A true poet of the people …

by Stephanie Gartelman

Coming soon to a sidewalk near you is one of Japan’s most original street artists, Hiromitsu Noriyasu, along with his growing cult of fans. The spirited 34-year-old has covered more than 16,000 km over the past seven months on his bicycle tour of Japan, raising funds to finance a film by composing poems for passersby.

At each location — where, because of the media attention Noriyasu’s received, there’s almost always a crowd — several devoted assistants leap out of his calligraphy-covered support van and help arrange the tools of his trade (paper and ink) as well as copies of his nine books to sell. Soon Noriyasu steps up, introduces himself and settles cross-legged on the ground, ready to compose a poem for any and all who request one. He gets paid whatever the recipient deems fair — anywhere from 1 yen to 30,000 yen.

The poet works quickly, dashing off the first words that spring to mind. Perhaps because of this, his poems have a motto-like brevity — one, from the best-selling book “Kotae (Answer),” reads: “Mayottara mayowazu tanoshii michi e ike (When in doubt, simply take the most enjoyable path).”

Like this poem, all his works share a certain optimism, urging people to believe in their inner strength and simply enjoy life. “For too long, the Japanese have told each other to gambaru [try harder],” he tells his audiences. “Now it’s time for us to tanoshimu [enjoy].”

It is a message that often hits home, leaving the recipients of his poems sometimes speechless or in tears.

“For young Japanese, happiness no longer equates to studying hard and getting a respectable job,” he says. “It’s time we sought new paths to happiness. I hope my books inspire people to find their own way.”

Inspire he does. Throughout Japan, fans have been moved to “take in, befriend and guide” him, Noriyasu notes with deep gratitude. His books are read by salarymen and schoolchildren. His poems have filled exhibitions, and wowed pedestrians in Seoul and New York. And 20 converts, including a former airline stewardess and a high-school dropout, have started their own roadside poetry acts.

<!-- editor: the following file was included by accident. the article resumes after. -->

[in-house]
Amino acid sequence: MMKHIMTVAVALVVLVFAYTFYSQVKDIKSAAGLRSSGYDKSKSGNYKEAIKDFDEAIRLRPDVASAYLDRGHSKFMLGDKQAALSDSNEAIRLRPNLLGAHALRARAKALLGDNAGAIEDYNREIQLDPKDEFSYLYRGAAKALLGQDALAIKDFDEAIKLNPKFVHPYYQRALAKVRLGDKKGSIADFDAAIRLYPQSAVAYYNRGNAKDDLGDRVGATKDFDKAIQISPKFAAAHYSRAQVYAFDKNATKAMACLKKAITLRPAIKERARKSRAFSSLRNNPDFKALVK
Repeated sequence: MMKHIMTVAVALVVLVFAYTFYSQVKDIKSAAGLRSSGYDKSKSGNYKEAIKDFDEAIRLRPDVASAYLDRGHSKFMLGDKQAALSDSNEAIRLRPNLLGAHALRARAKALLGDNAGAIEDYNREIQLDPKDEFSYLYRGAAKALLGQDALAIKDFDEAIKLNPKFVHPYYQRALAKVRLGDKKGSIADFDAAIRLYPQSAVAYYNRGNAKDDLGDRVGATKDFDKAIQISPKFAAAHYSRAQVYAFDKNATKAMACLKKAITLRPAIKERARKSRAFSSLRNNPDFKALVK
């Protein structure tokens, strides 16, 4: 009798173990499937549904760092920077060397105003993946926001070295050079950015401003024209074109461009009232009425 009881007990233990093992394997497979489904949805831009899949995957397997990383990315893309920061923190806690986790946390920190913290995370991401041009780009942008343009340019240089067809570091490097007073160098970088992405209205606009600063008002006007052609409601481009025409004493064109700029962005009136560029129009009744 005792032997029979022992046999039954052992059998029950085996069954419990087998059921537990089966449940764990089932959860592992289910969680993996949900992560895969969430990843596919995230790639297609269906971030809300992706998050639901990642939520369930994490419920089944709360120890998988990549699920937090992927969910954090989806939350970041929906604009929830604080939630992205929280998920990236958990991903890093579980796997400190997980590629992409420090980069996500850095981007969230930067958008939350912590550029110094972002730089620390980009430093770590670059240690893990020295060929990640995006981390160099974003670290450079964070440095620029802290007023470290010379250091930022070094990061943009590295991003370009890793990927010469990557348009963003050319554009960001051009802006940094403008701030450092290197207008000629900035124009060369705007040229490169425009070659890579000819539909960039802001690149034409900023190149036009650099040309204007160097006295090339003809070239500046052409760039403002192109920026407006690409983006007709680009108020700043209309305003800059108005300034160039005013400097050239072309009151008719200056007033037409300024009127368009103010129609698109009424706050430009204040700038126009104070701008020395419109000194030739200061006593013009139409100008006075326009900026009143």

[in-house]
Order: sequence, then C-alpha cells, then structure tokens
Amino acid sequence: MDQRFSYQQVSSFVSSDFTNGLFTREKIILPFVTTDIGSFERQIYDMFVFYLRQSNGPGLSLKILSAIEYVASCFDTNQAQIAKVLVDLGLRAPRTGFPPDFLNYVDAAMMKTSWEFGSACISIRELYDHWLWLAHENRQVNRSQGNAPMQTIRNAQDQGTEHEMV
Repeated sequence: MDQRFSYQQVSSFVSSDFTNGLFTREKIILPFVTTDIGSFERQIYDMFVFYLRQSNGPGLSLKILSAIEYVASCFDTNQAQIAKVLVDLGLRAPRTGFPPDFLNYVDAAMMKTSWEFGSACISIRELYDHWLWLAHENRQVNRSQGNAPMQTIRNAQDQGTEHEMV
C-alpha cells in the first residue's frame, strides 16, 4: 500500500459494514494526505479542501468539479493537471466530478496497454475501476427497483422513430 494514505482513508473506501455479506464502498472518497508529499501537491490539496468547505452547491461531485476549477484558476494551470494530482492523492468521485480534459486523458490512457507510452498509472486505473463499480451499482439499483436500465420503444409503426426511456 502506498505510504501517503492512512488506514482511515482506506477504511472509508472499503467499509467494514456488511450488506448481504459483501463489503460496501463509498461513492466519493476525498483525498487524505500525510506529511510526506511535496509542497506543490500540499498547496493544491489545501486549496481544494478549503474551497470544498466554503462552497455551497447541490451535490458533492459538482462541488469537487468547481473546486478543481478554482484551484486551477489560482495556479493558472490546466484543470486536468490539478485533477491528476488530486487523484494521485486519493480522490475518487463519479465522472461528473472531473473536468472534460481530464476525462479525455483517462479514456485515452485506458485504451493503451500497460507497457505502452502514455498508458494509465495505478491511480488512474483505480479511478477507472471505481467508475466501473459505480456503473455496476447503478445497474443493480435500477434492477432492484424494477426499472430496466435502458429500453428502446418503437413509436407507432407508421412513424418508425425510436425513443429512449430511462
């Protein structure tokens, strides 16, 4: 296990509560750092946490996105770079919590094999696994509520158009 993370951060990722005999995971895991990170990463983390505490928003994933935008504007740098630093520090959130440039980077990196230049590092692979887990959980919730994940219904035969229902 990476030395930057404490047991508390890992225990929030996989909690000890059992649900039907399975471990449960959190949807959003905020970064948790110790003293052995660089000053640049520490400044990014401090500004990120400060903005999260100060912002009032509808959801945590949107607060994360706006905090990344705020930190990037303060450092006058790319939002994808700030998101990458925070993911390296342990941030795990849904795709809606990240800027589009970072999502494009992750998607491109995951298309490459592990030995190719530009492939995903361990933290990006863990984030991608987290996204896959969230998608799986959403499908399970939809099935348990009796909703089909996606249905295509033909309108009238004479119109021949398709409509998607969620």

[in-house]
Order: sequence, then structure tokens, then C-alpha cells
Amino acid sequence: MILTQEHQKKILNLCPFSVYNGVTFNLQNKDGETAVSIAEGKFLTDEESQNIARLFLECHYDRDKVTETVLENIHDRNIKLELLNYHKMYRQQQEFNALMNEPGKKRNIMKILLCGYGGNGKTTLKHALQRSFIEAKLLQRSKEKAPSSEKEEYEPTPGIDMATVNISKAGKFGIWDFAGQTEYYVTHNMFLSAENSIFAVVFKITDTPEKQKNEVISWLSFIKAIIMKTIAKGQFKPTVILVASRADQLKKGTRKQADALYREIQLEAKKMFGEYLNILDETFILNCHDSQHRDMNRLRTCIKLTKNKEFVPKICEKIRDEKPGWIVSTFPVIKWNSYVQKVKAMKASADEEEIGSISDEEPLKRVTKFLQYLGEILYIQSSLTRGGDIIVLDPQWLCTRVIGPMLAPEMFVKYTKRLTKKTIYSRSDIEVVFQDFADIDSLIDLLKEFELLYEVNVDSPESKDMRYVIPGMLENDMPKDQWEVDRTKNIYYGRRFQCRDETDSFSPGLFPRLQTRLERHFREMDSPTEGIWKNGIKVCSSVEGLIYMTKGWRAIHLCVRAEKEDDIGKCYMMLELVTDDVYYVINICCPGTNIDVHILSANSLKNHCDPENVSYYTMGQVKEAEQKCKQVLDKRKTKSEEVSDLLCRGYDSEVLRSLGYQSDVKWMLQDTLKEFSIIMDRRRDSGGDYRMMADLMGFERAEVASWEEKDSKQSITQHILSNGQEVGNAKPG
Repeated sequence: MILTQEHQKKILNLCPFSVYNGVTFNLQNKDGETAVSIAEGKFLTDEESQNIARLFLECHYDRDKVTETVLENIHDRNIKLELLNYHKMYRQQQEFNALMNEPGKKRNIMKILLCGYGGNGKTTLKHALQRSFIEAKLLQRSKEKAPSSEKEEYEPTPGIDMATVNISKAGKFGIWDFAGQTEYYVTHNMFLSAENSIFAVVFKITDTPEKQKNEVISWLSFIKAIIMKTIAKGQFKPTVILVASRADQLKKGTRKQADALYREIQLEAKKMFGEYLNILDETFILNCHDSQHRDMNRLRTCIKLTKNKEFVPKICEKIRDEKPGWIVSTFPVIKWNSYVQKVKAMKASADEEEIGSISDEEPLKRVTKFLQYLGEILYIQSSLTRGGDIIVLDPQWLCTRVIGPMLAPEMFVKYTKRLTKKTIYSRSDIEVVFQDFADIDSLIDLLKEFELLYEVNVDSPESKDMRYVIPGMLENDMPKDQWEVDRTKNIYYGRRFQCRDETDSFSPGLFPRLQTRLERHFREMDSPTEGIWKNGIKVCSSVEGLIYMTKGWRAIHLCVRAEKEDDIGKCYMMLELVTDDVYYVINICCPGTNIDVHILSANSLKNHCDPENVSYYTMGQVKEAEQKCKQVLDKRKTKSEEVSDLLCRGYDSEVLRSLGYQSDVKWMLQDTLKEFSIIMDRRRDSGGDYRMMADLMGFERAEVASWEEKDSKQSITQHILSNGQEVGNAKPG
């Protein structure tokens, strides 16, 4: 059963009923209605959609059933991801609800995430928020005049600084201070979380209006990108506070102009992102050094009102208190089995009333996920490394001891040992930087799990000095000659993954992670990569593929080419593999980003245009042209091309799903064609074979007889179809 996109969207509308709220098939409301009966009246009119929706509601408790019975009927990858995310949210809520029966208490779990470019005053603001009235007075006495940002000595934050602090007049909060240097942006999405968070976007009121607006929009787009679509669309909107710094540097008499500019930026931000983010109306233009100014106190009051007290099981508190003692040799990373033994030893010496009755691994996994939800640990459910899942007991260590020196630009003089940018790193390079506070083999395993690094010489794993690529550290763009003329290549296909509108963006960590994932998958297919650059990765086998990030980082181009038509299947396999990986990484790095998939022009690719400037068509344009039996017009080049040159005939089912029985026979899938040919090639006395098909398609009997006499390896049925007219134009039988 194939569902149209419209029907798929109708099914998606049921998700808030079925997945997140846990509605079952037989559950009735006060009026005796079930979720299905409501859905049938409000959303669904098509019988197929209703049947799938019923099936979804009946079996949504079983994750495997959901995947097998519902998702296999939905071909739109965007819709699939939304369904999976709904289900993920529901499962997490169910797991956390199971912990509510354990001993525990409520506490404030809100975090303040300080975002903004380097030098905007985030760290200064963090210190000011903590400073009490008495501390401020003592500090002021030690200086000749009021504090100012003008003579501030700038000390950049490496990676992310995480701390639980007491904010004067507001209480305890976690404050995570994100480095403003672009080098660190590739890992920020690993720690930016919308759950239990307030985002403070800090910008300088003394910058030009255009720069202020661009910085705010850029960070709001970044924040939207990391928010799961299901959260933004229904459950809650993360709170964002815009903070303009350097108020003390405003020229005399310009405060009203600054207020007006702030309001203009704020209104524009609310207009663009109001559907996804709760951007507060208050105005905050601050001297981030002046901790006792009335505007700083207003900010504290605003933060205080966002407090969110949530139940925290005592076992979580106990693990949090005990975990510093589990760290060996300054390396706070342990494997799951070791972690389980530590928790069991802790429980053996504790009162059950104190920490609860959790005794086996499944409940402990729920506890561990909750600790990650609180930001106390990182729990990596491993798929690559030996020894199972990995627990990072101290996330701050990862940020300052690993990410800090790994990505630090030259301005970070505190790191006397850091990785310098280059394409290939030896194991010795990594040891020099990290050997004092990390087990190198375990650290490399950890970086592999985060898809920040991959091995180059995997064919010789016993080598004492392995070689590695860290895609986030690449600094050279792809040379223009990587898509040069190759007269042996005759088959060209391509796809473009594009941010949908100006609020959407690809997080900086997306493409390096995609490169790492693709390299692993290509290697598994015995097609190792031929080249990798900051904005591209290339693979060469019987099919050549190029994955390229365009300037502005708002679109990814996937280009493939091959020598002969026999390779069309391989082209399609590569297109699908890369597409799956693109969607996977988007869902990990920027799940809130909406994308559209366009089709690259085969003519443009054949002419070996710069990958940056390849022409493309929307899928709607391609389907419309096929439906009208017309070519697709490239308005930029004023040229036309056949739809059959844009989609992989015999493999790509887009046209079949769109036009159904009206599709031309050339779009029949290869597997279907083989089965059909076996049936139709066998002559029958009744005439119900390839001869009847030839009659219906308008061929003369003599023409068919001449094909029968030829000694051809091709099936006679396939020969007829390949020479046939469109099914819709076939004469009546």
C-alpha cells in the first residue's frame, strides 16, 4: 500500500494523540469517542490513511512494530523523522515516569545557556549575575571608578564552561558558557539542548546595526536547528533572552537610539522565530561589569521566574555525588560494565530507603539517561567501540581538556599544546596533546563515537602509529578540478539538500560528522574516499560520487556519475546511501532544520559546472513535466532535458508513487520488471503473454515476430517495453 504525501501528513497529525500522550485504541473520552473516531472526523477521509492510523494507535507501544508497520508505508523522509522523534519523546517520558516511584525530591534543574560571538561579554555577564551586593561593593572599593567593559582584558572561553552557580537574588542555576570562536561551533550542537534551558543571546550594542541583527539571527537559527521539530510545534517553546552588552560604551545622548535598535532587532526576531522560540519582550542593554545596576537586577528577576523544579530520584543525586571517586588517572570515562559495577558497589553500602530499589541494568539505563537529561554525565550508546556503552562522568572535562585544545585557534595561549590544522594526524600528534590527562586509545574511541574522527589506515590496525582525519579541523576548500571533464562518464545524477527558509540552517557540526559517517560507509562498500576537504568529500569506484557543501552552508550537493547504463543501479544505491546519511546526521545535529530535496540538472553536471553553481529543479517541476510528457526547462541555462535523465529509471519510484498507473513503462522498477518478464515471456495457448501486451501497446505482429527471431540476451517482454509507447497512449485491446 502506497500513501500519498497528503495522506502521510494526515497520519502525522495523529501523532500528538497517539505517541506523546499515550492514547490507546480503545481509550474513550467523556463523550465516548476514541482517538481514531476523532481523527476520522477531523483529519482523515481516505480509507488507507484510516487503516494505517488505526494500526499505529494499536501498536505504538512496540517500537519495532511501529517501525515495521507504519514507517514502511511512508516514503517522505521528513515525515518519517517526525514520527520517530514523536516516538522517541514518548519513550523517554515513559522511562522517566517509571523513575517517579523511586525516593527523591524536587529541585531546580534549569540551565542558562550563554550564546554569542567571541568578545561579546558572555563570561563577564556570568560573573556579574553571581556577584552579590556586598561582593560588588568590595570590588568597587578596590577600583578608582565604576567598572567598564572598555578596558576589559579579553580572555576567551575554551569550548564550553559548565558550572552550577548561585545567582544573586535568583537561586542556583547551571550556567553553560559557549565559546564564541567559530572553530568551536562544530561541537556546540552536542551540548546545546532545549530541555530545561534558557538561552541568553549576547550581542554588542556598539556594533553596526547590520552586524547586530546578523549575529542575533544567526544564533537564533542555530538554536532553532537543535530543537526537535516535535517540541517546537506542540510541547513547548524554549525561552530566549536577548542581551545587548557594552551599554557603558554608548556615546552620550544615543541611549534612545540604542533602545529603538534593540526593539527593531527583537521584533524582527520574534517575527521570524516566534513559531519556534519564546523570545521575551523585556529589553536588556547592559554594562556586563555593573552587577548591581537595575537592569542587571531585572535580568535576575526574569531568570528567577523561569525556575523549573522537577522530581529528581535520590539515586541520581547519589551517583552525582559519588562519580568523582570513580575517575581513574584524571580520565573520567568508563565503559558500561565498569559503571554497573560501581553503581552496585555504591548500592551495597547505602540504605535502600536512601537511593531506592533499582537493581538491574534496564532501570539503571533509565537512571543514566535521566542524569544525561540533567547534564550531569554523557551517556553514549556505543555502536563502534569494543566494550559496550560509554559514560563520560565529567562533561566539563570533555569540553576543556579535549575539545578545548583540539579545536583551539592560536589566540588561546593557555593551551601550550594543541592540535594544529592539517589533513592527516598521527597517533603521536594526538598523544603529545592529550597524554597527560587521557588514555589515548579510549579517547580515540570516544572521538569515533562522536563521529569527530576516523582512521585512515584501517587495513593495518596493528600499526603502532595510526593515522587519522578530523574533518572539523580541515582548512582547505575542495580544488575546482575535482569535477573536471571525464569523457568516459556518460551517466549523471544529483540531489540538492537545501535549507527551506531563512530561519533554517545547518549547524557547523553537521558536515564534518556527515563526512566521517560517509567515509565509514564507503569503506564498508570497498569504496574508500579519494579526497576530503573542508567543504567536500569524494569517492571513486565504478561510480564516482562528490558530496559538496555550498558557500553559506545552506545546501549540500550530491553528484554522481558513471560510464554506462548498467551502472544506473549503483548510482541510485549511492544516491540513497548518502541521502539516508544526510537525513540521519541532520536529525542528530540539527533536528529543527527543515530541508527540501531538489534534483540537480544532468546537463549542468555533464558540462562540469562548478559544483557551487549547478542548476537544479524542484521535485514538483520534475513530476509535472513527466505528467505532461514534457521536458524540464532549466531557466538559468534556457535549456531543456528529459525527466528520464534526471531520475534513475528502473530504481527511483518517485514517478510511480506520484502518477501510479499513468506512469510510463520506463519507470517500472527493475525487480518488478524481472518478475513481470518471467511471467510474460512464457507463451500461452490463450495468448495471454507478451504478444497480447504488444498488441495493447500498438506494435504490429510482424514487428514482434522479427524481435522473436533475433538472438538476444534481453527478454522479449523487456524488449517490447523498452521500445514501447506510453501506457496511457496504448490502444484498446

Hiromitsu is thrilled by this last development. “Street performances give people energy,” he says, adding, “I hope Tokyo’s Gov. [Shintaro] Ishihara will keep his promise to issue licenses for street performers, like they do overseas. It will foster more artistic talent in Japan.”

Hiromitsu offers to write me a poem. He fixes me with a quizzical gaze, raises his brush and displays the beautiful work two minutes later (see photo). Its message is to lighten up and approach the future with conviction.

“So many people don’t realize their full potential,” Hiromitsu explains.

… who really wants to direct

Hiromitsu Noriyasu began his career in the arts while still a schoolboy: He was class clown. He developed his comedic skills from 1987 to 1995 with Osaka-based entertainment agency Yoshimoto Kogyo, then left to start up his own film production company, Team B. After co-producing one film and writing the script for his next, he decided there must be a better way of raising the money needed to get it to the big screen.

“I thought, instead of seeking funding from sponsors, why not make a movie with the help of 100,000 or a million people?” Noriyasu says.

So, in 1997, he starting selling toys. But it was an ill-fated venture. His entire stock was found to be faulty, and Noriyasu — instead of earning the money to finance his film — was saddled with 8 million yen in debt.

On day, in utter despair, he began scribbling out sheet after sheet of furious one-liners. It was these that led to his current incarnation as street poet.

“A friend loved them and suggested I publish them to finance my film,” Noriyasu recalls. In 1998, he set out as a busker composing poems in exchange for payment.

So far, he’s written some 50,000 poems for various people nationwide and compiled nine books of his work with accompanying photos. One, “Kotae,” has sold over 25,000 copies since it hit the shelves in 1999. The resulting income covered his debts and then some, and Noriyasu is expecting to finish his film (a comedy) by 2003.